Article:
I can sort the cardio (bike on a weekend morning, turbo midweek).
I know nothing about weights/strength regimes. I’ve never bothered in the past. I can use the small gym at work. It has treadmill, bike, stepper, “multi gym” machine and some free weights. Early morning or after work is best (but needs to be flexible bcs of my and Mrs North’s work).
I need (1) a list of exercises (with descriptions + volumes/repetitions) (2) an idea of what sort of progression I should make from week to week (3) frequency per week.
The goal: general all round fitness for a (currently) overweight desk jockey.
Go!Posted 5 years ago
slowmart – I was typing the above while you posted yours.
You get where I am – there is a time vs money thing here. Young family, long commutes, demanding jobs mean things end up giving way. A serious health scare this year put the kibosh on exercising for me. However, have been told to go and “exercise like a normal person”. So I will. With some structure.
now I’m considering a move to the dark side and joining a road club to build some serious miles in my legs over winter.
Do it. But make sure that, if you’re training, you sit at the front of the group and avoid long dawdles out to cafes. Fun though that is, it’s time consuming and not massively beneficial. I, OTOH, need to do exactly that just to get back into riding..!Posted 5 years agoLeeWSubscriber
I use a cycling specific coach, have had the same issues as MM regarding training on my own (It’s bloody hard this time of year to motivate yourself) but after a few conversations with him, I can use the rides with mates as part of my training program.
I find it much easier to train when someone is telling me what to do, a couple of years ago I would have sacked a session off and chilled out if it was raining outside. Now I have a daily/weekly target which I want to hit. I’m also being challenged to keep the sessions interesting. Training on the road in the summer is fine when you have great views, in the winter all you can see is what your light shines on and the lights of idiot drivers.Posted 5 years agoarrpeeMember
This might be a good starting point for some strength training ideas (just ignore the silly ‘before and after’ photos):
The site contains some pretty good, simple advice. Boils down to using a limited set of compound moves with a barbell, with an emphasis on maintaining good form and progressively adding more weight. The exercise descriptions and demonstrations are pretty helpful.
Has the advantage of being time efficient.Posted 5 years ago
This is my routine at the moment devised by my gym. When I joined I specified it wanted Core, strength and flexibility.
Bare in mind that I am weak.
Squats on a machine – 3 x 16 @ 50kg
Lunges – 3 x 16 with 10kg dumbbells in each hand
TRX – 3 x 16 leg curles and 3 x 16 Geko’s with legs raised in straps, 3 x 30 secs Plank.
Compound Row – 3 x 16 @ 50kg
Chest all with dumbbells.
Chest press – 3 x 16 @ 10kg in each hand
Flyes – same as above.
Lateral raise – 3 x 8 in three wrist positions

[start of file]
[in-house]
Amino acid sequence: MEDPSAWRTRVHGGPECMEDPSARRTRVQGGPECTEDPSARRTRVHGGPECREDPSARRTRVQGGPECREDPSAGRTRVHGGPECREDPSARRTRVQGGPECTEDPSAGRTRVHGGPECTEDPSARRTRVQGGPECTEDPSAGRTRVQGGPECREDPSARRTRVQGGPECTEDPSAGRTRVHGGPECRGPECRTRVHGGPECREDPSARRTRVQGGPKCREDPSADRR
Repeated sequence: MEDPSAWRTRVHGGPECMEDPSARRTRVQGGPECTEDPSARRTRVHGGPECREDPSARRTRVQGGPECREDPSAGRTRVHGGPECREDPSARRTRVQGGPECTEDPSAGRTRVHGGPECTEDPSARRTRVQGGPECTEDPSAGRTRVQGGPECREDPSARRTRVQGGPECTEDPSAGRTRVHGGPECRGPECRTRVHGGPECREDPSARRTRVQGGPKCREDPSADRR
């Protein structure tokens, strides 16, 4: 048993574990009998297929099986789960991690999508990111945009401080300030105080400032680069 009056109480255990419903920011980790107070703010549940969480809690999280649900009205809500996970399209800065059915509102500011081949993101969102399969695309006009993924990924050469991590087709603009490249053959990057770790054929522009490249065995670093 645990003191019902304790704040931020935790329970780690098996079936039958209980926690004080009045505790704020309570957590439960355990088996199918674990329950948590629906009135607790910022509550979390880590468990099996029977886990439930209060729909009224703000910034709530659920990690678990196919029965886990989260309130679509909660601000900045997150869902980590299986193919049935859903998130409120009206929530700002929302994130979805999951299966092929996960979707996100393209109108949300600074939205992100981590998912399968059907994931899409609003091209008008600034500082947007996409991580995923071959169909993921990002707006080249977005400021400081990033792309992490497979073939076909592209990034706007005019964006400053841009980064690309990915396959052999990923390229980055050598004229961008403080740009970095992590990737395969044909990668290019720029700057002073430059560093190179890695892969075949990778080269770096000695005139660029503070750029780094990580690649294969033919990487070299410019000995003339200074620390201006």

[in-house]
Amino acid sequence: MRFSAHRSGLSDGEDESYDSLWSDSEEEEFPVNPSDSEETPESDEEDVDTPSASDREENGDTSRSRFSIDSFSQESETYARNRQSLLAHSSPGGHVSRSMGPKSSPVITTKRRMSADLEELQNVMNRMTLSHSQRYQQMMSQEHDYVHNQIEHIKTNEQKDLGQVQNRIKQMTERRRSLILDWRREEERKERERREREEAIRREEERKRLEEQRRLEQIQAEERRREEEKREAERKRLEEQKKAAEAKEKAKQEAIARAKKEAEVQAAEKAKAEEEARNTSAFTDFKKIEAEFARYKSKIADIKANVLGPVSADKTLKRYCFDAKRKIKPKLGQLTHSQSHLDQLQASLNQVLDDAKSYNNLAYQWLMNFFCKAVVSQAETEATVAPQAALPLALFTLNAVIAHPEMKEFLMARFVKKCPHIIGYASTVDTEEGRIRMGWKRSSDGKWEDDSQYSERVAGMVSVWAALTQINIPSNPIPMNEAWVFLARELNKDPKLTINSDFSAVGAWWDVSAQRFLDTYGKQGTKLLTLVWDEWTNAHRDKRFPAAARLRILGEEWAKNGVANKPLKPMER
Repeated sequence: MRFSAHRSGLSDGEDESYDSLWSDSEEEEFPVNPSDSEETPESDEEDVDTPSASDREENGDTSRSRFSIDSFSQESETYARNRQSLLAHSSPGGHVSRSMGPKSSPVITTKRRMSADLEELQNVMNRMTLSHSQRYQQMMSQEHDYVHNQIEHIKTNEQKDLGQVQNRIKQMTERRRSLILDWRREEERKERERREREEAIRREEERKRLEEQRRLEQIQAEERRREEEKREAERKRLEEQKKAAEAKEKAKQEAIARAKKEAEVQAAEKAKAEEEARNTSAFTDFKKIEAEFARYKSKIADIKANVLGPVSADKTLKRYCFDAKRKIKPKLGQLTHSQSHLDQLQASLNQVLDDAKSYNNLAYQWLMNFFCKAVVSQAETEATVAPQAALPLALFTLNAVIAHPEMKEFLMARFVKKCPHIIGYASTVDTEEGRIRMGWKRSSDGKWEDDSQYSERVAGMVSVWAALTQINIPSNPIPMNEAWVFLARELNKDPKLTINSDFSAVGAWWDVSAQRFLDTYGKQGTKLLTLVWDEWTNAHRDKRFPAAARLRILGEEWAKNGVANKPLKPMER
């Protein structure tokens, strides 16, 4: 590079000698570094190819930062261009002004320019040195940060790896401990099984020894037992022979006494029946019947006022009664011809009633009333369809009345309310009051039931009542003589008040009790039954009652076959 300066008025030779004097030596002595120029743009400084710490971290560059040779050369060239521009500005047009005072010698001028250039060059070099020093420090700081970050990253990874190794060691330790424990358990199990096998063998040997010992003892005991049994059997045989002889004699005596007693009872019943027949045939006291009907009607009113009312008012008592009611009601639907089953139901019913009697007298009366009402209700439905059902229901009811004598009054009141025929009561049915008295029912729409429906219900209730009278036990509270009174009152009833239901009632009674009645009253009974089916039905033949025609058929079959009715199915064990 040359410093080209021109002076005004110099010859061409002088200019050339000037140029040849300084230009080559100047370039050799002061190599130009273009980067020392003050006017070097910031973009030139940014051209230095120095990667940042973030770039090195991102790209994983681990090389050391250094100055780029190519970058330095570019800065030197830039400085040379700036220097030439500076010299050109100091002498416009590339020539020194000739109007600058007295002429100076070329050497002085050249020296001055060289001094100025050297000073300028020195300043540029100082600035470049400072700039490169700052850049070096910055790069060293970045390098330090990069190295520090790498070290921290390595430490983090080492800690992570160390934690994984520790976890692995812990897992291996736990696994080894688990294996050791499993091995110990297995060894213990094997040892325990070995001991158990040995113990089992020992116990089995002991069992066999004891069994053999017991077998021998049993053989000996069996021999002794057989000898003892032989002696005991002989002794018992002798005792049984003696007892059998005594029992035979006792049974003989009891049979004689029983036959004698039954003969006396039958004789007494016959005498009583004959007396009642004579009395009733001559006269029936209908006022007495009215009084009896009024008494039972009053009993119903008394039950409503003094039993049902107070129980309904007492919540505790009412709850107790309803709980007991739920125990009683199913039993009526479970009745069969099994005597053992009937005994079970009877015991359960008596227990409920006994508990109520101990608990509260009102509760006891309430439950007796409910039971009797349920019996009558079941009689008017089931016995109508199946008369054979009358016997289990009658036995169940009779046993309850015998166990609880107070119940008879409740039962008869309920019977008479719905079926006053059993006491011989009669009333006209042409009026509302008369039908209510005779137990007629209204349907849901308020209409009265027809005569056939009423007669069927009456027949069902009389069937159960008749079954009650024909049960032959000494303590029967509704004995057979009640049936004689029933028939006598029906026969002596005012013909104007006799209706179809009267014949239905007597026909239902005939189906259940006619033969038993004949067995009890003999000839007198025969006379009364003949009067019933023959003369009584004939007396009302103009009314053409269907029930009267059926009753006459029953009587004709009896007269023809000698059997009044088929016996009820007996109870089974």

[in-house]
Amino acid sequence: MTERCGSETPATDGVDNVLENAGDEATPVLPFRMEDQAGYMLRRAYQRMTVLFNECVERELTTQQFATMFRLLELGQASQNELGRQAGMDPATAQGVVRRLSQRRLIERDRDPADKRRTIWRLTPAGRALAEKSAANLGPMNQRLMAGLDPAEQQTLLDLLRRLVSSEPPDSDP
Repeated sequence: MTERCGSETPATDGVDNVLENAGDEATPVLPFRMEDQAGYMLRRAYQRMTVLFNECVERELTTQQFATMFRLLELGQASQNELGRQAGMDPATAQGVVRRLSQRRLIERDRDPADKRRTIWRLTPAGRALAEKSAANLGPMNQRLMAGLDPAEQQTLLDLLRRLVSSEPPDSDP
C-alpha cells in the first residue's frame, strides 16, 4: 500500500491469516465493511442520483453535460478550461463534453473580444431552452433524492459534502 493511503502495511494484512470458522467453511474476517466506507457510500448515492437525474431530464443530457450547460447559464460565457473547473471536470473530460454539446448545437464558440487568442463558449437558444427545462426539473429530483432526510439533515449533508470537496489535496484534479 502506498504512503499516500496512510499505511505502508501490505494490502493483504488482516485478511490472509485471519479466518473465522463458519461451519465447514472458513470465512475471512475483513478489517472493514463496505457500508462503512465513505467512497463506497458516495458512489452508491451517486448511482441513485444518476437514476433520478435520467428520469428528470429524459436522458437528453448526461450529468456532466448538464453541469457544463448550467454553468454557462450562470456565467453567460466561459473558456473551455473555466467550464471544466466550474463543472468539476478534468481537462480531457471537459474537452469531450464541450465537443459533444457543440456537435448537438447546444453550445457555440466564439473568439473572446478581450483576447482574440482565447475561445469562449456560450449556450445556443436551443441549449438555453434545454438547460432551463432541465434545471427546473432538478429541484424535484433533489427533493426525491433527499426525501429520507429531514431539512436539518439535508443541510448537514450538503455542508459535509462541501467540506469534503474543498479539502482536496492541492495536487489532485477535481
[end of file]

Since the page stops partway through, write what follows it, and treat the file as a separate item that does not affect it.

Tricep curles – 3 x 16 @ 15kg
Truck twists with 7kg kettle ball – 3 x 32.
Finish with loads of stretches.
I don’t do any CV as I get that form a bike and cycle there for a warm up.Posted 5 years agodomtasticMember
I use one, and have done for 18 months now. The important thing is to find a PT that you get along with, understands your goals and actually knows what they are talking about.
If you find an independent PT then you won’t necessarily need a gym membership. I can recommend a couple in London if people are interestedPosted 5 years ago
I like the idea of developing a forum fitness programme. I think it could work really well. We should probably start with a series of goals, then break them down into achievable chunks.
Just don’t issue a free short version with a paid for full version and then not deliver..!Posted 5 years agofervouredimageMember
I used to have one but it was paid for by my dad. I was 15 and it was because I was starting to become moderately successful in motocross and my old man believed that a trainer would keep me motivated and focused.
I hated it. Couldn’t escape it or opt out or do something different but it helped me immeasurably. I kept the trainer for 4 years and I was phenomenally fit, even at typical youthful 15 year old levels. I would recommend them to anyone who wants to get it done with no compromise. Money well spent if you really want to be fit.Posted 5 years agoYakSubscriber
OMITN- i can’t really help as i have no experience with gyms or personal trainers, but good luck with the final outcome of this and keep us posted. I have similar time, family (and age!) constraints so need to grab excercise/ bike time when I can but have never considered non-specific excercise.
Prior to cycling being my only sport/excercise, I climbed a lot. Given a bit more spare time, i’d like to climb again as I think it would be a good sport to balance the benefits of cycling.Posted 5 years ago
Using the UK climbing principle:
Short term goal (STG): start doing some regular exercise!
MTG: Lose 2.5 stone
LTG: Ride 2013 cross season; ride 2014 medium distance Tour of Flanders
(Overall goal: spend as long as possible away from cardiologists as possible)Posted 5 years agoMrsMugsyMember
domtastic : I’m interested in names of PT if you have anyone to recommend.
I live abroad so I need someone who can do that without seeing me (I can send stats from my rides).
I hope I’m not wrong in assuming that you can get coached by someone over the phone or email ? I have my main event next July and I think I need to find someone to help me get a training program which gets me to my goal taking into account time constraint.
I could just do ‘what I can’ but i’m sure my time training could be more effective with professional help.
Anyone knows someone ?Posted 5 years agohilldodgerMember
glupton1976 – Member
I like the idea of developing a forum fitness programme. I think it could work really well…..
So you’ll (or someone’ll) be assessing peoples base fitness, goals, body dynamics and abilities based on what….